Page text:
The Importance of Fibre

By Holistic Nutritionist,  Elissa Goodman.

We’ve all had those moments. You eat too much fiber and suddenly your stomach is tangled up in cramps and your whole body feels like an embarrassing moment waiting to happen. For years the food industry pushed fiber as a crucial part of a healthy diet. While you need to avoid those processed, sugar-laden fiber bars food companies want you to consume, fiber is still an incredible and important addition to your diet.

Kris Carr wrote a great article about living in harmony with high-fiber foods and I wanted to share some of her points, as well as my own, with you.

What is fiber? And why do you need it?

Fiber is the roughage part of veggies, fruits, beans, grains, nuts and seeds that your body can’t digest or absorb. While fiber is not digestible, it is a great way to help your body digest and pass the foods we eat. It clears out the digestive system and takes toxins, cholesterol, waste and extra hormones with it.

Fiber also supports a strong immune system, proper colon health, intestinal bacterial balance, a faster metabolism, weight control, diabetes prevention and cardiovascular disease prevention. It also feeds the good probiotic bacteria in your gut, and I strongly believe that a healthy gut is the start of all health.

How much fiber do you need?

Most Americans are not getting enough fiber. On average, women get 12-14 grams per day and men get 16-18 grams per day. For disease prevention, the rule of thumb is 14 grams of fiber per every 1000 calories consumed. For men, this means at least 35 grams per day and for women, at least 25 grams per day.

Look at your diet – you are probably not getting enough fiber. But if these numbers make you concerned about the gas and indigestion that can come with added fiber, don’t worry. I’ve shared here how to add fiber into your diet while calming your digestion and preventing the gas and indigestion that can come with it:


1. Ease into fiber. Adding too much fiber too fast is the fastest way to pain and bloating. It can take nearly a month to really accustom your body to a high-fiber diet. Start by adding 5 grams of fiber every 3 days. Add in a large serving of veggies or 1/3 cup of cooked beans or lentils. Once your body feels comfortable with that, add another 5 grams. If you feel discomfort, scale back and try again in a few days. Keep going in this pattern until your body feels like it can handle all the fiber you need!


2. Drink lots of water. You should be doing this anyway, but staying hydrated is crucial when adding in more fiber to your diet. When you’re dehydrated, the body pulls water from your food waste, and let’s just say that makes it not so comfortable when your body has to eliminate that solid waste. You should be drinking half your body weight in ounces daily.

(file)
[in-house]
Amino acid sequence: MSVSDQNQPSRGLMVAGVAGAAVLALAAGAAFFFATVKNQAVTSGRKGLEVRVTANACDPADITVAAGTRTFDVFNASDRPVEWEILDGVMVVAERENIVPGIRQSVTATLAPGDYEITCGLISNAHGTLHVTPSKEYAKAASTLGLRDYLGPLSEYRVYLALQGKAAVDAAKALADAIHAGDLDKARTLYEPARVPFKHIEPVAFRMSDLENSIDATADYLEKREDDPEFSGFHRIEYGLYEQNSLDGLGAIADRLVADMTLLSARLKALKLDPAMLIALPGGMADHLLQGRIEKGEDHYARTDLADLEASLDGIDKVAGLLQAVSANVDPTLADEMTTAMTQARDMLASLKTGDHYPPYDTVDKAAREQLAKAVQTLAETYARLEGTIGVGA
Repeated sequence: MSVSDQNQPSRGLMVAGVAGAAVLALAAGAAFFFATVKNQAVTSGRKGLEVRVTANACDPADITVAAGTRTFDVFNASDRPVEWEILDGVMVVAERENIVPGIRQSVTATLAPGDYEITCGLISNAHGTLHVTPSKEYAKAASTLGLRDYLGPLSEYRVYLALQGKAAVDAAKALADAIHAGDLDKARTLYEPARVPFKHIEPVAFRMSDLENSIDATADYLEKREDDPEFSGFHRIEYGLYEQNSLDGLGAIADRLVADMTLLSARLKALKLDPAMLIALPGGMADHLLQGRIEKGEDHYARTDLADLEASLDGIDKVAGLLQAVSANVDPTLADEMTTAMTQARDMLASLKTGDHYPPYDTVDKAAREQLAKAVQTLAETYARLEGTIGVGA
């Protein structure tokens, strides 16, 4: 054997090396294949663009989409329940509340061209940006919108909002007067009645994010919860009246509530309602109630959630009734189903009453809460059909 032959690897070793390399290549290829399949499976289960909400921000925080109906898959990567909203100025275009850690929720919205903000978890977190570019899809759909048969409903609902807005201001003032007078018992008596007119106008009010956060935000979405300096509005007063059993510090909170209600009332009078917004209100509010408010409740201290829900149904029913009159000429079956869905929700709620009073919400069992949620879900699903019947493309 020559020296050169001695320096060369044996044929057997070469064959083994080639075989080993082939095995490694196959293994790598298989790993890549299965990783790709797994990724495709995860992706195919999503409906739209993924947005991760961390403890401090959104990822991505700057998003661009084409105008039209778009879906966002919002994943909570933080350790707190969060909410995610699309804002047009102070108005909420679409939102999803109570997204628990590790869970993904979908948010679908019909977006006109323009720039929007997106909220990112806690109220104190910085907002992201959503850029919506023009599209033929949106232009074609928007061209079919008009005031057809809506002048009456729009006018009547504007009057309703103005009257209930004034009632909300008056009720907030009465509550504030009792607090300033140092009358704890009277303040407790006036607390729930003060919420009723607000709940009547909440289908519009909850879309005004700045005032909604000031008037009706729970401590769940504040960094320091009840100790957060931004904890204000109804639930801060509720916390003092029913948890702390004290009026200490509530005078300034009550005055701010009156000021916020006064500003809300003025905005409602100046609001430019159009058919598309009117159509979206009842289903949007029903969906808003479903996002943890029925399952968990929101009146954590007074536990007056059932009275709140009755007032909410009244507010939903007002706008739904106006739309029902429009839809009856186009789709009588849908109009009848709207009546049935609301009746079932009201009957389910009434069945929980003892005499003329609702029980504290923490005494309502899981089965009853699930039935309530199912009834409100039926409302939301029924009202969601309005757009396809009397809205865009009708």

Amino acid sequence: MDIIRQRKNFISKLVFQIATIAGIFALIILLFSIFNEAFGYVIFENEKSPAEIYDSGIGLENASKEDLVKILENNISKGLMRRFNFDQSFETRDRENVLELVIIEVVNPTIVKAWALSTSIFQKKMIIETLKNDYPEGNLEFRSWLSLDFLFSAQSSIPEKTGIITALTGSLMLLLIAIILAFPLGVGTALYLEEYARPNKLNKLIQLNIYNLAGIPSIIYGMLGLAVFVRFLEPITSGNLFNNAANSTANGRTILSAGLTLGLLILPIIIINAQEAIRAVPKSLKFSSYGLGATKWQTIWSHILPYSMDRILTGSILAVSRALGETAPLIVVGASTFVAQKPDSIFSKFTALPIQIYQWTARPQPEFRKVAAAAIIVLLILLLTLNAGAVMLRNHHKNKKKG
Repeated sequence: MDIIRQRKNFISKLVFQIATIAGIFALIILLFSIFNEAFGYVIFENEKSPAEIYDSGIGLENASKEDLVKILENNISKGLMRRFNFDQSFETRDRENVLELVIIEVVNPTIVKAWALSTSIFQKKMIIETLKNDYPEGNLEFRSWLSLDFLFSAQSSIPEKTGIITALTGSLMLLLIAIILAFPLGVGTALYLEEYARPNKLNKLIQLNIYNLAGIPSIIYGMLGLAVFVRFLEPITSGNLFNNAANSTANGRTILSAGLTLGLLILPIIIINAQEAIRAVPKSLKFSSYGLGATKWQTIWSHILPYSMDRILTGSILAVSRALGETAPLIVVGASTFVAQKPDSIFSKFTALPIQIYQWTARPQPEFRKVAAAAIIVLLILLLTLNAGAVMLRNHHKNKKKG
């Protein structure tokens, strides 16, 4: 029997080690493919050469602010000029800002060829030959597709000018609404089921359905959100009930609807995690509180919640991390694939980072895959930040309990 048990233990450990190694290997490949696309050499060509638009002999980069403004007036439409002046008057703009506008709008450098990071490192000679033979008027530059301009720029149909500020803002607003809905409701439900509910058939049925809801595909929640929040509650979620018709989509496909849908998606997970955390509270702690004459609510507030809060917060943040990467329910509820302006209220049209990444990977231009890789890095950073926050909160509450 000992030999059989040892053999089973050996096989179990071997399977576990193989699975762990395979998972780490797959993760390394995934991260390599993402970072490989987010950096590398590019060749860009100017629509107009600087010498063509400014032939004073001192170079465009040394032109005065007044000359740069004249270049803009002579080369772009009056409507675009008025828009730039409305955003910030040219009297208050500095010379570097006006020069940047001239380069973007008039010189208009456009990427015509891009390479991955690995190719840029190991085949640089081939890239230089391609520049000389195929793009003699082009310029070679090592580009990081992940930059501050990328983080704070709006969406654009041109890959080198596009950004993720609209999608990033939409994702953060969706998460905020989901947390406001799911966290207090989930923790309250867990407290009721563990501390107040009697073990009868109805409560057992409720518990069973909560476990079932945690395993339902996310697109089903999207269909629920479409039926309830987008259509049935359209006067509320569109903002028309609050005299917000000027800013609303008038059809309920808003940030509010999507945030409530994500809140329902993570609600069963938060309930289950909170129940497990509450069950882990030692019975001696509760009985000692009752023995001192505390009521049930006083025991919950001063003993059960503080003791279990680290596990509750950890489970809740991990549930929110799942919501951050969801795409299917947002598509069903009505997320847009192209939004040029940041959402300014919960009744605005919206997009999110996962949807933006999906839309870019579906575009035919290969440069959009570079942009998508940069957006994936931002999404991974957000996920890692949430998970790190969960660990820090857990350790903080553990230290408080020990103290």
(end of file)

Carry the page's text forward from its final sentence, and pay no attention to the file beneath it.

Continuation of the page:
3. Find the right balance. Your body digests soluble and insoluble fiber differently. Insoluble fiber has more of a laxative effect so if your body is feeling gassy and bloated, it’s likely from too much soluble fiber. Try replacing some of the soluble fiber (found in beans, lentils, split-peas, berries, chia seeds, oat and flax) with insoluble fiber (found in veggies, fruit and brown rice) to help get things moving quicker.


4. Add seaweed to beans. A great way to help beans become easier on the digestive system is to soak them overnight or for a few hours before cooking them. Another great trick is, after soaking them, drain the water and add fresh water and a strip of dried kombu seaweed to the beans. It contains enzymes that will help with the breakdown of the gas-causing elements in beans.


5. Cut out high-fat and fried foods. Fat slows stomach emptying and can increase gas and bloating. If you are suffering from gas and bloating, even reducing healthy fats such as olive oil, avocados, nut and seeds can help you identify the culprit.


6. Chew slowly! The less gas you consume, the less gas that has to get out. It’s as simple as that. On that note, also avoid carbonated beverages and gum.


7. Add ginger. Ginger relieves gas, aids in digestion and helps with nausea. Add it wherever you can to help ease any symptoms you may be feeling.


8. Get probiotic heavy.  Probiotics are crucial for restoring proper gut health and easing digestion. I recommend taking a daily probiotic as well as adding in probiotic foods such as miso, kefir, tempeh and kim chee. Have you tried my probiotic coconut kefir yet?


9. Get moving. Exercise is so important in the digestive process. Cardio strengthens your digestive muscles, raising your heart rate increases intestinal speed and yoga can increase blood flow to the digestive tract.


10. Add aloe vera. When my clients or cleansers are having trouble with digestion and bloating, I always recommend George’s Aloe Vera.  It’s a great way to support your digestive and immune system and help alleviate those cramps and discomfort.

Adding any new food and playing with your diet is always a great way to take the opportunity to pay attention to what you system is telling you. Don’t push it to the point where you feel sick. Ease into it, listen to your gut and just know that sometimes even some healthy foods aren’t for you. Every body is different.


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  • Zoe

    Hi Jess, Had a look on ur site for the probiotic coconut kefir but couldn’t find it?? Could you let me know where to find the recipe. Thanks 🙂



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